The Covid-19 pandemic has changed the way the world works. From education to work, almost everything has taken an online route. This is also true for small and medium enterprises (SMEs), many of which had to change the way they work dramatically to continue catering to their customers amid the changed circumstances.
In the beginning, that is when the lockdown began, many of these companies struggled to work and connect with their customers. While some struggled to keep their supply chain going, others faced difficulties in delivering their products.
“This year due to COVID-19; the government initiated strict lockdowns and business categorisations from essentials to non-essentials. We, being a non-essential business along with our entire operation chain, were impacted negatively. We were no longer able to serve our customers and brought down our warehouse and offline operations to a standstill,” Abhishek D Sayam, founder and director of Books By Kilo, which is a Mumbai-based book-selling portal that sells books by weight and not by their maximum retail price, told HT Tech.
Similarly, Sambar Stories, which is a Bengaluru-based startup that sells traditional homemade spices via their online store and retail shop, faced difficulties in procuring supplies for their products during the lockdown.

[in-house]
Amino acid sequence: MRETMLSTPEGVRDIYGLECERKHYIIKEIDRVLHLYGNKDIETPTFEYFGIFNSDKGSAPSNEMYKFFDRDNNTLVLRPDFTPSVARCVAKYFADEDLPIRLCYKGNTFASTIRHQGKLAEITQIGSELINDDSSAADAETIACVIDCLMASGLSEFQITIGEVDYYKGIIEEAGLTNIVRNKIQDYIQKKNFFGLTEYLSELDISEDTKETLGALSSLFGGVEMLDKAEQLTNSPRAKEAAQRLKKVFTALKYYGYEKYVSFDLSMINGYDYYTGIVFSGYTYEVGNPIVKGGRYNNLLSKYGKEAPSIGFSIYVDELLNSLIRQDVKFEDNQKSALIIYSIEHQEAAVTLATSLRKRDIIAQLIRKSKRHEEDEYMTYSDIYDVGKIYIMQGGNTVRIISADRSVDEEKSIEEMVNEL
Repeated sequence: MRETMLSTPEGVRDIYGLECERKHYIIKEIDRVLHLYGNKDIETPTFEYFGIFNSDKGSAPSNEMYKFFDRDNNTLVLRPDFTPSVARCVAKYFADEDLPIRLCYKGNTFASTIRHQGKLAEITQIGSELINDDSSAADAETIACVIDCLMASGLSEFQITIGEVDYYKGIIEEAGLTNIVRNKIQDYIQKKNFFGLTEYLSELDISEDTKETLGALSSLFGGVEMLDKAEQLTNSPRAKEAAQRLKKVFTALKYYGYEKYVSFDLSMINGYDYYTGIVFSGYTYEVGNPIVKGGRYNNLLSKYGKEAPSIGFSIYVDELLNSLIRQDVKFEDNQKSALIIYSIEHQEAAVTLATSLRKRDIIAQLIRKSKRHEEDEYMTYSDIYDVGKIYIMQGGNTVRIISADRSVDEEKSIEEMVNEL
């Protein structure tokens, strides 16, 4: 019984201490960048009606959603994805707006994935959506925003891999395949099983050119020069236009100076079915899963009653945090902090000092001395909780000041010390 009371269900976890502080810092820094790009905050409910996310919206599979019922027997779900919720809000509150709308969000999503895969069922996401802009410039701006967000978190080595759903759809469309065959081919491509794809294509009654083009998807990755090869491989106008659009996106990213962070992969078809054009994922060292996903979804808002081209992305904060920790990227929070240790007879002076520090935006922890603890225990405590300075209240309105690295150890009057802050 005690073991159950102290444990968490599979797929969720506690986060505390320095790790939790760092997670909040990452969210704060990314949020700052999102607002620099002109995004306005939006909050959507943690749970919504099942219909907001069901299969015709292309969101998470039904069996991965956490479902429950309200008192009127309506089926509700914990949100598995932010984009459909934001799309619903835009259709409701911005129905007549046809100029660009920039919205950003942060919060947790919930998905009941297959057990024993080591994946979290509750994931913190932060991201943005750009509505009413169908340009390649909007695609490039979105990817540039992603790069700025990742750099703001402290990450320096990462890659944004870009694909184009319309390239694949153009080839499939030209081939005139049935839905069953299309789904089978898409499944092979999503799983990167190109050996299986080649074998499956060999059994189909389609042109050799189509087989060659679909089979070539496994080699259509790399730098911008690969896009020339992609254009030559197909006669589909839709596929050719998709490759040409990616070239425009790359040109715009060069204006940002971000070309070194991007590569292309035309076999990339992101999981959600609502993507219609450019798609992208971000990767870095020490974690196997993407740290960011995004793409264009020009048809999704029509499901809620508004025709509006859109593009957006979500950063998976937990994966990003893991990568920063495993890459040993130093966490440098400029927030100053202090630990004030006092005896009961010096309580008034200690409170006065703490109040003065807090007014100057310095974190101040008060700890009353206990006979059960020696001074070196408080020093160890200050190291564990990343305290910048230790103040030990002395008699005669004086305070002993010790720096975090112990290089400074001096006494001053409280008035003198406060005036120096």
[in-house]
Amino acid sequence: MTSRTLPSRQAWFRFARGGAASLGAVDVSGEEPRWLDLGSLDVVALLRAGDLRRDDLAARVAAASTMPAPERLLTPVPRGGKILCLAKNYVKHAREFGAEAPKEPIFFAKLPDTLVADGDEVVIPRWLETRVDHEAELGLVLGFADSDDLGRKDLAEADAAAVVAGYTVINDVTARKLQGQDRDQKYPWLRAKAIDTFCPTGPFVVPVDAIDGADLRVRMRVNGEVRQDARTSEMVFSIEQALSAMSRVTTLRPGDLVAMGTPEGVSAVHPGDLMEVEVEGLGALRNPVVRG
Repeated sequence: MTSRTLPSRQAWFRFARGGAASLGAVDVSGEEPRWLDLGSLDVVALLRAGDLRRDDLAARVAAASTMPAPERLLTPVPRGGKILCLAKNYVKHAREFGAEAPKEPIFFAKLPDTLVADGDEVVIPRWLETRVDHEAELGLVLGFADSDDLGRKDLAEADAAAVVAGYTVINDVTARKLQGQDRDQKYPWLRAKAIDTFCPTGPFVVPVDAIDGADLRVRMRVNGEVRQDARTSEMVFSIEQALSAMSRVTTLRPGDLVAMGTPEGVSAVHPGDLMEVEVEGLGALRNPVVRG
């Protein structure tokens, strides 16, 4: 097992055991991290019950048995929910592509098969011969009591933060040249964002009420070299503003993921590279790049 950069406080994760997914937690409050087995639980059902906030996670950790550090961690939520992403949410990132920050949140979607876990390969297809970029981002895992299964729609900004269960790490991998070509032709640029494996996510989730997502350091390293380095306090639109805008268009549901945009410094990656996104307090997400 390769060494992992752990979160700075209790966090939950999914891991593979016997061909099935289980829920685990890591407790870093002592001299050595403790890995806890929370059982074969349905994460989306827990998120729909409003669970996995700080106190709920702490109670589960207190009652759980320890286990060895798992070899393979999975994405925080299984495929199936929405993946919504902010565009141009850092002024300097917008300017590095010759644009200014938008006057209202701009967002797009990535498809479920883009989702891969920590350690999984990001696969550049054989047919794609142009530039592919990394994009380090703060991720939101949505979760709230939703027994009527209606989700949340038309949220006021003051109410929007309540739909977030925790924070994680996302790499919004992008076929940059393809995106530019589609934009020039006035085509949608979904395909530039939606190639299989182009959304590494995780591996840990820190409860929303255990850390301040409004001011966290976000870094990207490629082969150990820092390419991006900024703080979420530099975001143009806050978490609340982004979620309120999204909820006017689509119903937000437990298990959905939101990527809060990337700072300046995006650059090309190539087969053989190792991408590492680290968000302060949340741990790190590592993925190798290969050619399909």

“Since Sambar Stories is in the essential food industry, we were allowed to function and deliver orders. While we could procure our raw materials, we ran out of our packaging and product labeling supplies. We had to manage with limited supply of printed material and make use of handwritten labels for out products,” Sambar Stories founder Sneha Sirivara told HT Tech.
The lockdown and the looming threat of the pandemic posed a threat to the day-to-day functioning of large organisations. But it posed a bigger threat for the small and medium enterprise, many of which had to opt for a bunch of technological solutions, including WhatsApp, in order to connect with their customers and keep running their businesses.
Wheatmart India, which is a Pune-based startup that delivers a range of food grains and millets that are milled and ground in stone-based mills 60 minutes before the order is delivered, for instance, used a combination of WhatsApp Business app, Google’s My Business app and Facebook to connect with their customers and keep them apprised of their plans and offers.
“We used WhatsApp Business and Google My Business extensively and relied on location tracking in terms of deliveries. We stayed operational during the pandemic as our business comes under essential services. WhatsApp played a very important role in helping spread the word that we were delivering all essential food grains. This helped us acquire a lot of new customers too. Our customers are enquiring about products, placing their orders and sharing their feedback all over WhatsApp,” Wheatmart India founder, Sonusingh Kartarsingh Choudhary told us.